By Sam Hanley
Southport High School
With scheduling for the next year in full-swing — and many unanswered questions surrounding new graduation pathway requirements — members have been reaching out with questions about how journalism and student publications courses might fit into the scheduling puzzle.
First and foremost, it’s important to establish that there is not a one size fits all approach to this. The DOE’s pathways initiative, as we see it, is designed to offer flexibility to schools. And our member schools have a variety of resources to meet the needs of students. The following information is designed as a starting place for conversations about how pathways might affect your journalism classes and publications programs.
What are the graduation requirements?
Starting with the class of 2023, all Indiana graduates are required to fulfill three Pathway requirements
Fulfill coursework for a high school diploma;
Demonstrate employability skills through project-based, service-based, or work-based learning;
Complete a requirement to show post-secondary readiness (including CTE Concentrator Pathways — more on this later.)
A full accounting of DOE requirements can be found here: Graduation Pathways Panel
Is there a pathway for journalism classes?
Not as such, no. When pathways were first introduced a few years ago, the board looked at how the (new at the time) requirements might affect journalism classes and student media programs. After a few months of study and discussion among both the board and general membership at the fall meeting, we decided that journalism programs were pulling from the same pool of students, generally, as AP/IB/Honors programs and didn’t see the need to lobby for creating a unique pathway.
Why not create a local pathway for journalism?
Since the inception of the Pathways initiative, the state has approved only three locally-created Pathways: Recreational vehicle manufacturing at Wa-Nee schools, aviation metalworking in Decatur Township, and civic arts in Clark County. Because of varying local needs and resources, a convoluted application process, and the low number of approved Pathways, IHSPA doesn’t see this as a particularly good use of time or resources. That said, if you feel a locally-created pathway might be the way to go in your community, please reach out!
If there’s no pathway, how can I “sell” my program?
Here’s the good news: As we see it, journalism classes and subsequent student publication programs are excellent ways to demonstrate employability skills. “Selling” a journalism program as project-based learning seems like a natural way for our existing publications courses to check box number two. We encourage proactive conversations with school administrators and guidance counselors to ensure that journalism programs are seen as ways for students to fulfill this requirement. (If you’re looking for fodder for this particular conversation, please note that some schools are labeling participation in student government or playing on the football team as “service-based learning.”)
What about box 3?
Most students in journalism classes and student publications programs will fulfill the requirement for postsecondary readiness with successful completion of an AP or dual credit class, an SAT, ACT or ASVAB score, or by earning an honors diploma. But there is some gray area surrounding implementation of “CTE Concentrator Pathways.” The state has designated a series of Pathways, mostly based on STEM skills, as a safety-valve for those students who aren’t able to meet more rigorous requirements. Some schools are interpreting this as a requirement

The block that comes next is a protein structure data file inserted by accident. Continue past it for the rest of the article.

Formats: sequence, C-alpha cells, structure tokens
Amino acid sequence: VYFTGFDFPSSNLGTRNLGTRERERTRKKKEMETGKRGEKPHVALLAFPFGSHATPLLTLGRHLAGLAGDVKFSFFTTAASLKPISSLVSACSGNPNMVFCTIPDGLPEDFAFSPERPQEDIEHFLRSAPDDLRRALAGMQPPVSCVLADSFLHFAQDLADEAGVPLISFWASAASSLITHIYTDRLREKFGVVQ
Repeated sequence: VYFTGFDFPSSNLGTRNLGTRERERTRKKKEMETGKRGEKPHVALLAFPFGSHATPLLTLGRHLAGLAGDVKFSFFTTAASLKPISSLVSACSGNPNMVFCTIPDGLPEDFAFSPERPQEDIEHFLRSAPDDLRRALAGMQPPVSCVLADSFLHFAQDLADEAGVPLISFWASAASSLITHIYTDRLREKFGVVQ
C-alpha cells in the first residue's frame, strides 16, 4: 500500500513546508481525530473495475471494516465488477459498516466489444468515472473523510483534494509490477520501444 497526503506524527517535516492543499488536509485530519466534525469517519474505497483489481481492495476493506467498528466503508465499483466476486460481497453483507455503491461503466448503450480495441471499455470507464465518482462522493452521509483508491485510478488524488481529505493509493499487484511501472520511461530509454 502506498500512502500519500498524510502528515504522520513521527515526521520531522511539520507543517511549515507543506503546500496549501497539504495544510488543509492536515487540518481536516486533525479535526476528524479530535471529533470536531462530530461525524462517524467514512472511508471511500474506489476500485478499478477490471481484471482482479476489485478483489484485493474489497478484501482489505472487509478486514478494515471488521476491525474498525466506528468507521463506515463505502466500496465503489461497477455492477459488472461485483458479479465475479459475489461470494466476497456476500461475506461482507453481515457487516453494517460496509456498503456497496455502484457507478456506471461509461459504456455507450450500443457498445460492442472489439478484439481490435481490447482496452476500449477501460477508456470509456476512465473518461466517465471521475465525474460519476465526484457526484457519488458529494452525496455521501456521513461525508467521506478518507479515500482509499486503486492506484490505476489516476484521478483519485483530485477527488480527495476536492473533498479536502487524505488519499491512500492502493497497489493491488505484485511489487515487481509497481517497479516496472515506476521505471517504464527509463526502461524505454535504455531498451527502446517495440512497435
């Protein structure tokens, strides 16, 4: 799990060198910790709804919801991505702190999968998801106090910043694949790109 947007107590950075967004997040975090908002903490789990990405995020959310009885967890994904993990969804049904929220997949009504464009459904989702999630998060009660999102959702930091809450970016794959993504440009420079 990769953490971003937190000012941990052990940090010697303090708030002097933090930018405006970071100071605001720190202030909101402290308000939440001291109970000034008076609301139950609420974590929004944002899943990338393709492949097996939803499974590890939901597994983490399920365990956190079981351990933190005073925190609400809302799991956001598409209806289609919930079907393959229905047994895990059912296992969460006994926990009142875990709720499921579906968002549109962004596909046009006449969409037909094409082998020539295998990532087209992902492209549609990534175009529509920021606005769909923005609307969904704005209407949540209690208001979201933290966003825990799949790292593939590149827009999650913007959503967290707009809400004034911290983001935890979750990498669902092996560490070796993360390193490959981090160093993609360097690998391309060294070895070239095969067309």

How can I get more students into my courses?
There is really good news from the recent changes approved by Indiana’s DOE and State Board of Education. First, both Journalism (course #1080) and Digital Media (course #1084 and formerly Mass Media) can now count for as many as two of the eight English credits needed to graduate! So in theory, half of a student’s English requirement can be earned in your classes. Second, there is no longer a maximum number of credits one can earn from Student Media (course #1086). Third, the Student Media class is no longer just the traditional newspaper and yearbook. The state approved a change to the course description that states, “Students demonstrate their ability to do journalistic writing and design for high school media, including school newspapers, yearbooks, and a variety of other media formats.” Therefore, if you are fortunate enough to have a news website, literary magazine, broadcast, etc. class labeled with the student media course number, those students can fulfill the Fine Arts requirement for the Core 40 with Academic Honors.
We encourage you to speak with your school’s administration and counseling department to ensure these changes have gone into effect in your district. IHSPA would be happy to put you in touch with schools and advisers who are already doing this — and seeing increased numbers in their publications programs as a result! You can also visit IHSPA’s journalism standards page for more details.
IHSPA would like to know how the new graduation guidelines are affecting you. Please consider completing this very short survey so we can better address those areas impacting your program: Graduation Pathways Survey
And as always, please reach out to email@example.com for anything you need!